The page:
Men’s Tennis vs. Immaculata University 12 p.m.
Men’s Lacrosse vs. Shenandoah University 3 p.m.
Sunday, March 25
Monday, March 26
Tuesday, March 27
Wednesday, March 28
Golf vs. Cabrini College Spring Invite 11 a.m.
Men’s Lacrosse @ Marywood University 3:30 p.m.
Women’s Lacrosse vs. Rosemont College 3:30 p.m.
For up-to-date scores, schedules and statistics, please visit www.CabriniAthletics.com or scan this code:
Thursday, March 22, 2012
The Loquitur | 15
OUTTA’ RIGHT FIELD JESSE GAUNCE
Is Peyton Manning Denver’s savior?
CABRINI COLLEGE ATHLETICS DEPARTMENT / SUBMITTED PHOTO
Junior pitcher Marcelle Crist has a 4-3 record and a 6.23 ERA through seven games this season for the Cavaliers.
Softball splits Friday doubleheader In home opener, Cavs lose first game, win second against Mighty Macs BY ROB RICHES Asst. Sports Editor The Cavaliers softball team shared both games of a doubleheader with the Immaculata University Mighty Macs, losing the first game 4-2 and winning the second 4-3, at Cabrini Field on Friday, March 16. The doubleheader was the first two games of Colonial States Athletic Association play for the Cavaliers, putting them at 1-1 as well as an overall record of 4-6. It was also their first contest of the season on their home field. “We had a strong defensive showing and good teamwork,” head coach Lisa McGregor said. The Cavs opened up the scoring early, after senior shortstop Sammy Thompson scored off of a single by senior first baseman Angela Shookster in the bottom of the first inning. However, they were not able to enjoy the early lead for much longer. In the top of the third inning, Mighty Macs freshman designated player Marleaha Himmons doubled to center field, scoring junior shortstop Holly Schell and freshman pinch-runner Dana Disney. Himmons’ double allowed the Mighty Macs to take a 2-1 lead. After taking their first lead of the game, the Mighty Macs would not look back. In the next inning, Schell singled to center field, scoring freshman pinch-runner Jessica DeCastro. Schell then proceeded to advance to second base and stole third base. After freshman Cavalier catcher Rebecca Miles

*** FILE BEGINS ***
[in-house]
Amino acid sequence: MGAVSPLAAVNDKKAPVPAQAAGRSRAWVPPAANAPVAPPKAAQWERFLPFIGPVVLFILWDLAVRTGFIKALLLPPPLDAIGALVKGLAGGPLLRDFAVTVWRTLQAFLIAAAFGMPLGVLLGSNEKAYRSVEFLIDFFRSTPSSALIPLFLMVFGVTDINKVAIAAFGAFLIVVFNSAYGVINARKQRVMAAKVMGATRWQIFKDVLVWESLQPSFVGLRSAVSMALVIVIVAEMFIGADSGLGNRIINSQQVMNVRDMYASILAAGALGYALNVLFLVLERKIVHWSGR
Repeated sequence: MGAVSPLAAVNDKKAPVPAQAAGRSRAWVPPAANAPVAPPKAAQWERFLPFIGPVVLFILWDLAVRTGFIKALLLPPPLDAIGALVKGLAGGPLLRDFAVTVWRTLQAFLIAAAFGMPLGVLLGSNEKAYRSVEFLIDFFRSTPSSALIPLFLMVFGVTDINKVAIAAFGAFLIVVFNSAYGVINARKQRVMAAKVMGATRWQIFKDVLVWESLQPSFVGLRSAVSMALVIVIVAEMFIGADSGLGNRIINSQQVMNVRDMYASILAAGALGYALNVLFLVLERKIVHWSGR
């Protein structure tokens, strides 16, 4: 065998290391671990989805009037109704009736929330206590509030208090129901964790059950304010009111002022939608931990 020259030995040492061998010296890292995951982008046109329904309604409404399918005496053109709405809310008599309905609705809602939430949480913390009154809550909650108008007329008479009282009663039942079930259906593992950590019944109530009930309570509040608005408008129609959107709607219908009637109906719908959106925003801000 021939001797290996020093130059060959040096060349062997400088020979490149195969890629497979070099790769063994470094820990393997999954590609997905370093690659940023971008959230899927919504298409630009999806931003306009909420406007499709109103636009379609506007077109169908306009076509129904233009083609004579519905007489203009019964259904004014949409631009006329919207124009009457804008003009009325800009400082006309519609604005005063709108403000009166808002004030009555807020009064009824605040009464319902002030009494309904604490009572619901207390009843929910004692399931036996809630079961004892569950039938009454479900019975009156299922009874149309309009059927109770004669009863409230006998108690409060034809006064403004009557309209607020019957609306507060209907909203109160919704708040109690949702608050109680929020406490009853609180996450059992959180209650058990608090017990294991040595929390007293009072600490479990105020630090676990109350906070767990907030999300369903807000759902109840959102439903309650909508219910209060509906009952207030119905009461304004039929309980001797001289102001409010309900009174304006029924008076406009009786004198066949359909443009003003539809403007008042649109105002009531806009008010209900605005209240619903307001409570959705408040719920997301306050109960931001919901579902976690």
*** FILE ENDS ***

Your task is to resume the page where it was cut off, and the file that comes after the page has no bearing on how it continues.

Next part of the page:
overthrew a pitch-out attempt to third base, Schell scored, making the score 4-1 in favor of the Mighty Macs. At the end of the fourth inning, junior Cavalier pitcher Missy Miller was put on the mound in relief of fellow junior pitcher Marcelle Crist. Crist, the starter, allowed four runs on nine hits and struck out three batters. Miller allowed just two hits in three innings of work. “I’d just stay calm and focus on every pitch,” Miller said. “I try to take it one pitch at a time and not think too much.” The fifth and sixth innings went by smoothly, with both teams recording one hit apiece. In the seventh inning, the Cavaliers were set up for some last-inning drama. The Cavaliers recorded three hits, and loaded the bases up. Miller scored off of a single by junior centerfielder Lindsay Atzert. With two outs and the bases loaded, senior third baseman Ryan McDonough grounded out to pitcher Meagan Fitzgerald, ending the game. “We had a good initial showing with our bats before they faded,” McGregor said. Fitzgerald pitched a complete game for the Mighty Macs and allowed two runs on seven hits, striking out five batters and walking one. Shortly thereafter, the second game started with two sophomores getting the start on the mound - Bethany Feinberg for the Cavs and Danielle Palmisano for the Mighty Macs. No runs were scored until the bottom of the third inning, when Atzert and junior